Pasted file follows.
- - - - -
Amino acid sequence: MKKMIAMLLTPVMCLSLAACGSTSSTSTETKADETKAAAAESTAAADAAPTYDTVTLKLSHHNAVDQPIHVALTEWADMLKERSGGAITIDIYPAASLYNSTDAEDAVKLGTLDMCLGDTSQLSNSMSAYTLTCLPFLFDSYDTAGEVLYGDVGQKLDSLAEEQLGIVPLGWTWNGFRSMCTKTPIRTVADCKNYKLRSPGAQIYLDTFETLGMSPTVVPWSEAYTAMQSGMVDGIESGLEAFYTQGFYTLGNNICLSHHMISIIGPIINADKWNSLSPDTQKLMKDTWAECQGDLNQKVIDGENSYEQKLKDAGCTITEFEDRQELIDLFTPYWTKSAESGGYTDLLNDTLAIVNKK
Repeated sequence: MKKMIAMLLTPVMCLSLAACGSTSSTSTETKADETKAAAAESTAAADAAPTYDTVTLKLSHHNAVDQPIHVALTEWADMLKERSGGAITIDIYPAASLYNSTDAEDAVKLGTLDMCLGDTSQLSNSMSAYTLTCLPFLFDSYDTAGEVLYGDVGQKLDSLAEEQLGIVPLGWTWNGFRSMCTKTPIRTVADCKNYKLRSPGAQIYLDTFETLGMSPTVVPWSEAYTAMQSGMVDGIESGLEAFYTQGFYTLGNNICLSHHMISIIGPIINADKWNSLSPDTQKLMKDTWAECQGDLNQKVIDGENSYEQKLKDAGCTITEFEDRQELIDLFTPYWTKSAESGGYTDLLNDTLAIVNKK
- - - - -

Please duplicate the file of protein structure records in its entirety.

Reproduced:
Amino acid sequence: MKKMIAMLLTPVMCLSLAACGSTSSTSTETKADETKAAAAESTAAADAAPTYDTVTLKLSHHNAVDQPIHVALTEWADMLKERSGGAITIDIYPAASLYNSTDAEDAVKLGTLDMCLGDTSQLSNSMSAYTLTCLPFLFDSYDTAGEVLYGDVGQKLDSLAEEQLGIVPLGWTWNGFRSMCTKTPIRTVADCKNYKLRSPGAQIYLDTFETLGMSPTVVPWSEAYTAMQSGMVDGIESGLEAFYTQGFYTLGNNICLSHHMISIIGPIINADKWNSLSPDTQKLMKDTWAECQGDLNQKVIDGENSYEQKLKDAGCTITEFEDRQELIDLFTPYWTKSAESGGYTDLLNDTLAIVNKK
Repeated sequence: MKKMIAMLLTPVMCLSLAACGSTSSTSTETKADETKAAAAESTAAADAAPTYDTVTLKLSHHNAVDQPIHVALTEWADMLKERSGGAITIDIYPAASLYNSTDAEDAVKLGTLDMCLGDTSQLSNSMSAYTLTCLPFLFDSYDTAGEVLYGDVGQKLDSLAEEQLGIVPLGWTWNGFRSMCTKTPIRTVADCKNYKLRSPGAQIYLDTFETLGMSPTVVPWSEAYTAMQSGMVDGIESGLEAFYTQGFYTLGNNICLSHHMISIIGPIINADKWNSLSPDTQKLMKDTWAECQGDLNQKVIDGENSYEQKLKDAGCTITEFEDRQELIDLFTPYWTKSAESGGYTDLLNDTLAIVNKK